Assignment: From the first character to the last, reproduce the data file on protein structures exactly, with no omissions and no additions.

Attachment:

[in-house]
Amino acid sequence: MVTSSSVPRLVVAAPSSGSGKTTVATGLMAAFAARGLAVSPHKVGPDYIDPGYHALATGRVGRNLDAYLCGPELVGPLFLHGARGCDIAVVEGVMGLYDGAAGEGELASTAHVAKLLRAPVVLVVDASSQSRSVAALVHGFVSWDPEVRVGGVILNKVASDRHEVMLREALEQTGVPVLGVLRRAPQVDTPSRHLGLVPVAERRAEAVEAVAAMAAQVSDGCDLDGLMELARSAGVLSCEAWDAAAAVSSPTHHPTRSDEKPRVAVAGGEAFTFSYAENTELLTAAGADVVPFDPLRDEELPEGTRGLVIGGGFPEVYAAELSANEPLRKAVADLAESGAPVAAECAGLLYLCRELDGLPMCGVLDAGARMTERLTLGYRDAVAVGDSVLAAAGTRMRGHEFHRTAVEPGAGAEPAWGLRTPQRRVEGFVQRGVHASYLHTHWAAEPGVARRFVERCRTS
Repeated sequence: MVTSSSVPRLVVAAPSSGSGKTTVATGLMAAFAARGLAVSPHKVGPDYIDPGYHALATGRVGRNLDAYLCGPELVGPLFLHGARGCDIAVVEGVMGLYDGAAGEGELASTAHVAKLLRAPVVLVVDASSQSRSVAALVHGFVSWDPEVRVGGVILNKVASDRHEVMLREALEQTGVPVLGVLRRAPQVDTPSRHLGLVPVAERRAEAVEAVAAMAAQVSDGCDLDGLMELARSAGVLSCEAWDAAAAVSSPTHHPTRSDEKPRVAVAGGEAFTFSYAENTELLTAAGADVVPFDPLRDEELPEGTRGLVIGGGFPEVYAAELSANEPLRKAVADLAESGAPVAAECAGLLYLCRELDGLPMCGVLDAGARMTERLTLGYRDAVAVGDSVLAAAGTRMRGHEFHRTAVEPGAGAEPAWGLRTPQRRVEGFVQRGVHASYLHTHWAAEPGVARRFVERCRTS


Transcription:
[in-house]
Amino acid sequence: MVTSSSVPRLVVAAPSSGSGKTTVATGLMAAFAARGLAVSPHKVGPDYIDPGYHALATGRVGRNLDAYLCGPELVGPLFLHGARGCDIAVVEGVMGLYDGAAGEGELASTAHVAKLLRAPVVLVVDASSQSRSVAALVHGFVSWDPEVRVGGVILNKVASDRHEVMLREALEQTGVPVLGVLRRAPQVDTPSRHLGLVPVAERRAEAVEAVAAMAAQVSDGCDLDGLMELARSAGVLSCEAWDAAAAVSSPTHHPTRSDEKPRVAVAGGEAFTFSYAENTELLTAAGADVVPFDPLRDEELPEGTRGLVIGGGFPEVYAAELSANEPLRKAVADLAESGAPVAAECAGLLYLCRELDGLPMCGVLDAGARMTERLTLGYRDAVAVGDSVLAAAGTRMRGHEFHRTAVEPGAGAEPAWGLRTPQRRVEGFVQRGVHASYLHTHWAAEPGVARRFVERCRTS
Repeated sequence: MVTSSSVPRLVVAAPSSGSGKTTVATGLMAAFAARGLAVSPHKVGPDYIDPGYHALATGRVGRNLDAYLCGPELVGPLFLHGARGCDIAVVEGVMGLYDGAAGEGELASTAHVAKLLRAPVVLVVDASSQSRSVAALVHGFVSWDPEVRVGGVILNKVASDRHEVMLREALEQTGVPVLGVLRRAPQVDTPSRHLGLVPVAERRAEAVEAVAAMAAQVSDGCDLDGLMELARSAGVLSCEAWDAAAAVSSPTHHPTRSDEKPRVAVAGGEAFTFSYAENTELLTAAGADVVPFDPLRDEELPEGTRGLVIGGGFPEVYAAELSANEPLRKAVADLAESGAPVAAECAGLLYLCRELDGLPMCGVLDAGARMTERLTLGYRDAVAVGDSVLAAAGTRMRGHEFHRTAVEPGAGAEPAWGLRTPQRRVEGFVQRGVHASYLHTHWAAEPGVARRFVERCRTS